Generation after generation our reference points slip, and we accept compromises for reality. “We excuse, permit, adapt — and forget” writes Mackinnon. What we need, he says, is a process of Re-wilding, reacquainting ourselves with the natural world. While the idea is not at all new—Thoreau firmly believed that in wildness lay the salvation of the world—Mackinnon applies it on a large scale, perhaps knowing full well that the human species, for the first time in its history, has become an inhabitant of cities—homo urbanus—as the majority of the world’s population now lives and dies far from the woods of Thoreau and Emerson.
Diana Beresford-Kroeger has come to speak about her latest book The Sweetness of a Simple Life and one thing she says early on in her talk holds my attention. “I’m not a very wealthy person,” she says, “nor do I intend to be.” This reminds me of Thoreau’s words in his Journals: “Our life is frittered away by detail. An honest man hardly need to count more than his ten fingers, or in extreme cases he may add his tend toes, and lump the rest. Simplicity, simplicity, simplicity. I say, let your affairs be as two or three, and not a hundred or a thousand; instead of a million count half a dozen, and keep your accounts on your thumb-nail.”
Fritz Schumacher’s Small is Beautiful, published in 1973,is in the same vein of thought—voluntary simplicity and frugality—as Beresford-Kroeger’s thought and challenges our progress-based economics and the myth that happiness is purchased through higher levels of consumption. She belongs to an ancient family in Ireland, part of the Druidic tradition, and has long committed herself to the protection of the world’s forests, as can be seen from her earlier work. She now tells us a story about her search for the sacred tree of the First Nations People. The Red Cedar tree, also known as the Tree of Life for its diverse benefits, was almost completely wiped out of existence—like the whales and the grizzlies of B.C.—as a result of European and post-European contact. While it might be difficult for us to imagine the significance and sacredness of a tree, some would say that that sense of sacredness and meaning can be evinced through the portrayal of the “Tree of Souls” in James Cameron’s film Avatar.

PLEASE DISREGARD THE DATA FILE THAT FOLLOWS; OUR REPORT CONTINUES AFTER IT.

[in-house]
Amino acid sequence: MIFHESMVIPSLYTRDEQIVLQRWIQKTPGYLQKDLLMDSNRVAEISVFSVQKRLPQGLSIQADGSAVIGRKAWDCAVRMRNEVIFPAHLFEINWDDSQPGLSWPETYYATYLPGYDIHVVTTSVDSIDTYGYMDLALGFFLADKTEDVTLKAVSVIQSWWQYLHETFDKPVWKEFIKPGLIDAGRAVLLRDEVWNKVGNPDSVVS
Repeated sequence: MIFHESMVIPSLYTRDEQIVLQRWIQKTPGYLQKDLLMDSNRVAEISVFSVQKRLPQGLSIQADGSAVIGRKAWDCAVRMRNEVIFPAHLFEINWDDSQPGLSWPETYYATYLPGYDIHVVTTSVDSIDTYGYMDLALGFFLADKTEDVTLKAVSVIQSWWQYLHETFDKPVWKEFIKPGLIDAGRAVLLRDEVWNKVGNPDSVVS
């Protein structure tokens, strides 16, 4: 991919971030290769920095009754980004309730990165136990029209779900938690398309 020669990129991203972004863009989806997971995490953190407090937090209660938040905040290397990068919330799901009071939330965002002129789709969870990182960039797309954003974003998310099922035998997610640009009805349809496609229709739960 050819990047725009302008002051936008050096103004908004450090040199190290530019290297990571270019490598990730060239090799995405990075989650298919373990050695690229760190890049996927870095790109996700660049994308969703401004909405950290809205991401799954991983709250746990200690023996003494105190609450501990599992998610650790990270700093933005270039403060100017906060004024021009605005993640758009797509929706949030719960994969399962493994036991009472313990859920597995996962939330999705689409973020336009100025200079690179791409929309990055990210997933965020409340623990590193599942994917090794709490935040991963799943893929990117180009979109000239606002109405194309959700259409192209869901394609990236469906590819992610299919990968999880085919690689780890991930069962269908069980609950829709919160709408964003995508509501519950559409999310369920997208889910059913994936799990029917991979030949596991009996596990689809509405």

The subtitle of Beresford-Kroeger’s book reads “Tips for Healthier, Happier, and Kinder Living Gleaned from the Wisdom and Science of Nature,” and that might by itself paint a portrait of the lady on stage. She speaks with the wizened air of a grandmother, doling out advice to her eager-to-run-around child, advice that though might seem silly and naïve, contains truth nonetheless.
In the end, we must remember the beginning, and all that has passed since. We need a process of “active remembering,” to keep alive the wisdom of the ages, and not be deluded into accepting our own present-day reality as the absolute truth. Those who have spoken about the need for a simpler existence, unfettered by modern day contrivances which sell on account of their plastic packaged purpose of “simplicity” and “happiness,” these speakers are chastised for propagating a return to the stone-age. But this accusation itself is based on what Mackinnon has spoken of as the shifting baseline and totally abnegates the past. The now-as-it-is becomes the norm. But “when we talk about a ‘norm,’” says Gary Snyder, “we’re talking about the grain of things in the larger picture. Living close to earth, living more simply, living more responsibly, are all quite literally in the grain of things… I will stress, and keep stressing, these things, because one of the messages I feel I have to convey—not as a preaching but as a demonstration hidden within poetry—is of deeper harmonies and deeper simplicities, which are essentially sanities, even though they appear irrelevant, impossible, behind us, ahead of us, or right now."
“Right now” is an illusion, too.” Snyder’s point connects the thought and purpose of Beresford-Kroeger and Mackinnon: we need to remember that we once lived simpler lives, and that was better for all of us. And that no matter how outrageous it might seem now, given especially our proclivity for social amnesia, it is still possible to live that way.